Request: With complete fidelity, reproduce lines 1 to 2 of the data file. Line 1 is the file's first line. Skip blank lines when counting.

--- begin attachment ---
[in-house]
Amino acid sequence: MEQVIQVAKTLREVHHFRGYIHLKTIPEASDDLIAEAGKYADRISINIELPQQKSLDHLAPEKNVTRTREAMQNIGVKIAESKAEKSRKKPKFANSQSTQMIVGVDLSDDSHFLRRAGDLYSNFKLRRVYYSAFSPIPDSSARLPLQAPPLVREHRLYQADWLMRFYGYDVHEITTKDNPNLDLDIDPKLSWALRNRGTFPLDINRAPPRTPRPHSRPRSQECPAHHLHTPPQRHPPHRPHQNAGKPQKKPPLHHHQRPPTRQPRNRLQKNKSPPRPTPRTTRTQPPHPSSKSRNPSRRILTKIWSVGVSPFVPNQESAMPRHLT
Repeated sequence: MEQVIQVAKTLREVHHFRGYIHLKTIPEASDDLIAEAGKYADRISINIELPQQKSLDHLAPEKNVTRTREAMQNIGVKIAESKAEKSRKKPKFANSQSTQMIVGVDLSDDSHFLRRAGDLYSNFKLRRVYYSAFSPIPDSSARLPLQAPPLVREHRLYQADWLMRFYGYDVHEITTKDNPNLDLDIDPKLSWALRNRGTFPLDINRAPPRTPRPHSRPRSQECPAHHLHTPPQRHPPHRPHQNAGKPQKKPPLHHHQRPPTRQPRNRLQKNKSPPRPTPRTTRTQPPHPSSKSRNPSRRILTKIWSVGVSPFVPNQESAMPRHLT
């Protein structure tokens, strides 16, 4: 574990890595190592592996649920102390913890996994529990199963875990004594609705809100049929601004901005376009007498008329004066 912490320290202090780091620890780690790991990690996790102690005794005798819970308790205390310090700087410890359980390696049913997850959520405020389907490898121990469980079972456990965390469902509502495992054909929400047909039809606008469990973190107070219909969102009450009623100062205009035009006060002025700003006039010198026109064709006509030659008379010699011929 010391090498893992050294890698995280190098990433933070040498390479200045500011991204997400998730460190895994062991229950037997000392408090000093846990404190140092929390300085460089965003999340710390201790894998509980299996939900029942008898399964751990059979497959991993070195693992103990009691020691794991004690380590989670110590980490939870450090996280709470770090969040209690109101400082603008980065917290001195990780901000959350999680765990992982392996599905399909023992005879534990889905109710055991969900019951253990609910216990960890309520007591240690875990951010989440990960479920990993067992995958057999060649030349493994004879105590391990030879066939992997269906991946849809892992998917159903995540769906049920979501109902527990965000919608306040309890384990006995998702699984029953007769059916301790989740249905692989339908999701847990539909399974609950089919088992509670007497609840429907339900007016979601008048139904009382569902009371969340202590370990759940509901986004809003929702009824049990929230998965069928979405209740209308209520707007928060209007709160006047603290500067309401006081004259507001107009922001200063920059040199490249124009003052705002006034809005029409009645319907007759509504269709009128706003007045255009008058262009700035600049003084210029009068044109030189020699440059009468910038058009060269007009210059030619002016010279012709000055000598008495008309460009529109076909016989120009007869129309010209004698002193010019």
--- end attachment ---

[in-house]
Amino acid sequence: MEQVIQVAKTLREVHHFRGYIHLKTIPEASDDLIAEAGKYADRISINIELPQQKSLDHLAPEKNVTRTREAMQNIGVKIAESKAEKSRKKPKFANSQSTQMIVGVDLSDDSHFLRRAGDLYSNFKLRRVYYSAFSPIPDSSARLPLQAPPLVREHRLYQADWLMRFYGYDVHEITTKDNPNLDLDIDPKLSWALRNRGTFPLDINRAPPRTPRPHSRPRSQECPAHHLHTPPQRHPPHRPHQNAGKPQKKPPLHHHQRPPTRQPRNRLQKNKSPPRPTPRTTRTQPPHPSSKSRNPSRRILTKIWSVGVSPFVPNQESAMPRHLT